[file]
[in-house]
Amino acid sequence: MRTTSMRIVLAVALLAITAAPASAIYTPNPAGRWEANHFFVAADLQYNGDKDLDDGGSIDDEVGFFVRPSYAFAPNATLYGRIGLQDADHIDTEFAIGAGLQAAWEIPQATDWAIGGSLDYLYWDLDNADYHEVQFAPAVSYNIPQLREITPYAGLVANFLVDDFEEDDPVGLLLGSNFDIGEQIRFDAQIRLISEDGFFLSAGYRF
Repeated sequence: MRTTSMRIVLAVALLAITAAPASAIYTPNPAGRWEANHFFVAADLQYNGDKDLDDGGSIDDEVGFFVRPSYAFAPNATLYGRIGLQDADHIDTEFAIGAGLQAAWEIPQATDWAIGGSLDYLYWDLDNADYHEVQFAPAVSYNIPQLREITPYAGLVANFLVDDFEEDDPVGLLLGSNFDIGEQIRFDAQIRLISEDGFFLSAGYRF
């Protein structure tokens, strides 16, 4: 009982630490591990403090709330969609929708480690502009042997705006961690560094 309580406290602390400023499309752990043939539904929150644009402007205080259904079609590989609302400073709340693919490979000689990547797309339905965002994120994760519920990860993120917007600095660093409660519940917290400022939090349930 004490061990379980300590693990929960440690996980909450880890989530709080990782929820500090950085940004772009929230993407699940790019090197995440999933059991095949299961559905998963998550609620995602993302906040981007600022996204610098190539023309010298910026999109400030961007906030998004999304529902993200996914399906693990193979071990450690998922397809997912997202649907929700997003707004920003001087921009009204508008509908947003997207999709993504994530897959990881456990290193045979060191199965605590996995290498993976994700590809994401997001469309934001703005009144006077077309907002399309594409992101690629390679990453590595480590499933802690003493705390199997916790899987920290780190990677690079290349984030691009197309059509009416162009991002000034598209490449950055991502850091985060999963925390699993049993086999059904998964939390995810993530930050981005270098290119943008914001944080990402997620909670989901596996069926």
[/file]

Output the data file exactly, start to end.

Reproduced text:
[in-house]
Amino acid sequence: MRTTSMRIVLAVALLAITAAPASAIYTPNPAGRWEANHFFVAADLQYNGDKDLDDGGSIDDEVGFFVRPSYAFAPNATLYGRIGLQDADHIDTEFAIGAGLQAAWEIPQATDWAIGGSLDYLYWDLDNADYHEVQFAPAVSYNIPQLREITPYAGLVANFLVDDFEEDDPVGLLLGSNFDIGEQIRFDAQIRLISEDGFFLSAGYRF
Repeated sequence: MRTTSMRIVLAVALLAITAAPASAIYTPNPAGRWEANHFFVAADLQYNGDKDLDDGGSIDDEVGFFVRPSYAFAPNATLYGRIGLQDADHIDTEFAIGAGLQAAWEIPQATDWAIGGSLDYLYWDLDNADYHEVQFAPAVSYNIPQLREITPYAGLVANFLVDDFEEDDPVGLLLGSNFDIGEQIRFDAQIRLISEDGFFLSAGYRF
């Protein structure tokens, strides 16, 4: 009982630490591990403090709330969609929708480690502009042997705006961690560094 309580406290602390400023499309752990043939539904929150644009402007205080259904079609590989609302400073709340693919490979000689990547797309339905965002994120994760519920990860993120917007600095660093409660519940917290400022939090349930 004490061990379980300590693990929960440690996980909450880890989530709080990782929820500090950085940004772009929230993407699940790019090197995440999933059991095949299961559905998963998550609620995602993302906040981007600022996204610098190539023309010298910026999109400030961007906030998004999304529902993200996914399906693990193979071990450690998922397809997912997202649907929700997003707004920003001087921009009204508008509908947003997207999709993504994530897959990881456990290193045979060191199965605590996995290498993976994700590809994401997001469309934001703005009144006077077309907002399309594409992101690629390679990453590595480590499933802690003493705390199997916790899987920290780190990677690079290349984030691009197309059509009416162009991002000034598209490449950055991502850091985060999963925390699993049993086999059904998964939390995810993530930050981005270098290119943008914001944080990402997620909670989901596996069926």